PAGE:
De Blasio expects the worst during the next few weeks: 'I could see it going into May'

De Blasio expects the worst during the next few weeks: 'I could see it going into May'
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New York City Mayor Bill de BlasioBill de BlasioTrump stirs controversy with latest race remarks Vandal dumps red paint on Black Lives Matter mural in front of Trump Tower The Hill's Coronavirus Report: Fauci says focus should be on pausing reopenings rather than reverting to shutdowns; WHO director pleads for international unity in pandemic response MORE on Tuesday said that he thinks that the worst effects of the coronavirus pandemic may last into May.

“The data is what we’re looking at all the time, making our decisions based on, but obviously, it means human lives, over 900 lives already lost in New York City. And what we’re seeing is a sharp upturn over the last days, certainly the last few weeks,” de Blasio said on NBC’s “Today” show.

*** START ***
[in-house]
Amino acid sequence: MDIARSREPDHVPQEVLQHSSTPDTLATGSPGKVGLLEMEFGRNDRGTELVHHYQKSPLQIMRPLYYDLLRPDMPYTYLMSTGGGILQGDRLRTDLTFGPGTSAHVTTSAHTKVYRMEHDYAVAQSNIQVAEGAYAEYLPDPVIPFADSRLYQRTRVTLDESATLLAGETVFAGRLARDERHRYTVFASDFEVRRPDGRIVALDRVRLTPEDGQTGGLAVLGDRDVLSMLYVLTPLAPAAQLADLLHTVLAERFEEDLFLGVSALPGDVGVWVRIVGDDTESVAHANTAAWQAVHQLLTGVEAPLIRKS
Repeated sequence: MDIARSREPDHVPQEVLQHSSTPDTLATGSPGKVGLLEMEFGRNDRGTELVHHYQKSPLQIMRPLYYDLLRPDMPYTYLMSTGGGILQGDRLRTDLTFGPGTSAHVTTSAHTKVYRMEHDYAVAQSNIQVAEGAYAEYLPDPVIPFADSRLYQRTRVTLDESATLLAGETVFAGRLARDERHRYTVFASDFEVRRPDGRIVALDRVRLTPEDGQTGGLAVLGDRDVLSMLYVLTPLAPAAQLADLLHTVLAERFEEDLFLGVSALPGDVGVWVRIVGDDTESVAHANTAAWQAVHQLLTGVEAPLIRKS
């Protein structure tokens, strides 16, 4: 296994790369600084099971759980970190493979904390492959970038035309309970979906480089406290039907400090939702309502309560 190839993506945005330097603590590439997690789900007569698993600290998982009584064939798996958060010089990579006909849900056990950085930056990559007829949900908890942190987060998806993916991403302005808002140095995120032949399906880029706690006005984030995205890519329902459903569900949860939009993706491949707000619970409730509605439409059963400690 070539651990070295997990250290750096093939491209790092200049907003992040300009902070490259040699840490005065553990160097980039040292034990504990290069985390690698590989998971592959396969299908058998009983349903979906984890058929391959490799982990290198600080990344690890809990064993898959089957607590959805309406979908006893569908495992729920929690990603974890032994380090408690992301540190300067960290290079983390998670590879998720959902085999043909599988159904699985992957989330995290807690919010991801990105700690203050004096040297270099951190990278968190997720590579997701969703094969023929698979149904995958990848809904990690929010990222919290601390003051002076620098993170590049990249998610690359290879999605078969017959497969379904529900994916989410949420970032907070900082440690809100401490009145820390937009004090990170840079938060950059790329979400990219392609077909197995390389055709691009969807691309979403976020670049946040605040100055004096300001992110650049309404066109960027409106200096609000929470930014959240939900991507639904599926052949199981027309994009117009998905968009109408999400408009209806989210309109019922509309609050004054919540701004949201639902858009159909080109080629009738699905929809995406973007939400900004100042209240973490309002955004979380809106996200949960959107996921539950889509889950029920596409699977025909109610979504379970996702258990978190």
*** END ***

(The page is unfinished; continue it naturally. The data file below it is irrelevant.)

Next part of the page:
"We have to look at this pattern and conclude that the worst is certainly in the next few weeks, minimum,” the mayor said.

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“I could see it going into May, in fact, with the numbers we're looking at because we have community spread, and that's really the issue," he added.

“It’s deeply seeded in our communities and we’re going to see this all over the country, unfortunately.”

De Blasio, who has been critical of President Trump's response to the pandemic, has implemented a variety of restrictions in order to stem the virus’s spread.

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On Monday, he said that New York Police Department officers would pull people out of crowded subway trains as the city continues to grapple with the pandemic.

“The PD is going to go out there, if they see any overcrowding, they’re going to literally split it up, pull people off the train, move them along into different cars, whatever it takes,” de Blasio told NY1. “This is literally about protecting people's lives.”

New York City has recorded 914 deaths as of Tuesday morning, according to data compiled by Johns Hopkins University, while the state has more than 67,000 confirmed coronavirus cases.